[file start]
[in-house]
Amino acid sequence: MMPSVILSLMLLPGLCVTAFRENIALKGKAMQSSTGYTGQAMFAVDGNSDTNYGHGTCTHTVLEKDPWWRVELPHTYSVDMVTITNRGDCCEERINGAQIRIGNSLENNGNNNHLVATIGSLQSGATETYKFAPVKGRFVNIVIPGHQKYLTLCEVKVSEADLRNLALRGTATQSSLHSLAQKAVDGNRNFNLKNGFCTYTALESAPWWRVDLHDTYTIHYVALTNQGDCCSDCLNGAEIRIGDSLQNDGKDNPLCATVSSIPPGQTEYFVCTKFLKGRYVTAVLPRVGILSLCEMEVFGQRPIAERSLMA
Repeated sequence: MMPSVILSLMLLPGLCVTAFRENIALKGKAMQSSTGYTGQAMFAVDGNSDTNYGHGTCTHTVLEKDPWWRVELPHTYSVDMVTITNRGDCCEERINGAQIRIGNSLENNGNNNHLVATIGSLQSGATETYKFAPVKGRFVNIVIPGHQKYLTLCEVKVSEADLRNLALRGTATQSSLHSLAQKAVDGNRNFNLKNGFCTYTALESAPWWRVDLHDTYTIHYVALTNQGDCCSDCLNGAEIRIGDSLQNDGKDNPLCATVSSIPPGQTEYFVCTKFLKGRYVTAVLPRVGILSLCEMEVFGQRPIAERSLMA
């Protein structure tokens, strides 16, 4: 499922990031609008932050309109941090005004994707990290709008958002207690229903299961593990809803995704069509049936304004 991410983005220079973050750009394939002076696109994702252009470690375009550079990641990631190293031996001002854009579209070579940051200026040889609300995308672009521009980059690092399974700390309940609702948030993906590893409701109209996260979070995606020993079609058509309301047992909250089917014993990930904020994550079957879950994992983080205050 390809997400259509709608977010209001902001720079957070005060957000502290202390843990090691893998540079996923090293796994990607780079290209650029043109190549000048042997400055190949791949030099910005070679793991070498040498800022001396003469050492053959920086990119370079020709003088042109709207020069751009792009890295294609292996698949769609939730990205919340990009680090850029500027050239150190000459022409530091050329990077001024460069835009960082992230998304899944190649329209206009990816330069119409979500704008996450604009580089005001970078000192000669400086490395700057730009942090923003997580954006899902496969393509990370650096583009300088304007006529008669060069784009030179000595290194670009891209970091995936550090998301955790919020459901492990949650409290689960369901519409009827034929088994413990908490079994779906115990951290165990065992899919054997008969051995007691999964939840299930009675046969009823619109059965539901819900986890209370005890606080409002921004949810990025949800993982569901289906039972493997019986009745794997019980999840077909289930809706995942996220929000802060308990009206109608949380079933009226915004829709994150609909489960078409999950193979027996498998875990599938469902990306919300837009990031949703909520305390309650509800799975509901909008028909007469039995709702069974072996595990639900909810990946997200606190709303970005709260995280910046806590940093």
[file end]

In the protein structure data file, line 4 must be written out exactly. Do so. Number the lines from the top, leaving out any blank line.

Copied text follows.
């Protein structure tokens, strides 16, 4: 499922990031609008932050309109941090005004994707990290709008958002207690229903299961593990809803995704069509049936304004 991410983005220079973050750009394939002076696109994702252009470690375009550079990641990631190293031996001002854009579209070579940051200026040889609300995308672009521009980059690092399974700390309940609702948030993906590893409701109209996260979070995606020993079609058509309301047992909250089917014993990930904020994550079957879950994992983080205050 390809997400259509709608977010209001902001720079957070005060957000502290202390843990090691893998540079996923090293796994990607780079290209650029043109190549000048042997400055190949791949030099910005070679793991070498040498800022001396003469050492053959920086990119370079020709003088042109709207020069751009792009890295294609292996698949769609939730990205919340990009680090850029500027050239150190000459022409530091050329990077001024460069835009960082992230998304899944190649329209206009990816330069119409979500704008996450604009580089005001970078000192000669400086490395700057730009942090923003997580954006899902496969393509990370650096583009300088304007006529008669060069784009030179000595290194670009891209970091995936550090998301955790919020459901492990949650409290689960369901519409009827034929088994413990908490079994779906115990951290165990065992899919054997008969051995007691999964939840299930009675046969009823619109059965539901819900986890209370005890606080409002921004949810990025949800993982569901289906039972493997019986009745794997019980999840077909289930809706995942996220929000802060308990009206109608949380079933009226915004829709994150609909489960078409999950193979027996498998875990599938469902990306919300837009990031949703909520305390309650509800799975509901909008028909007469039995709702069974072996595990639900909810990946997200606190709303970005709260995280910046806590940093």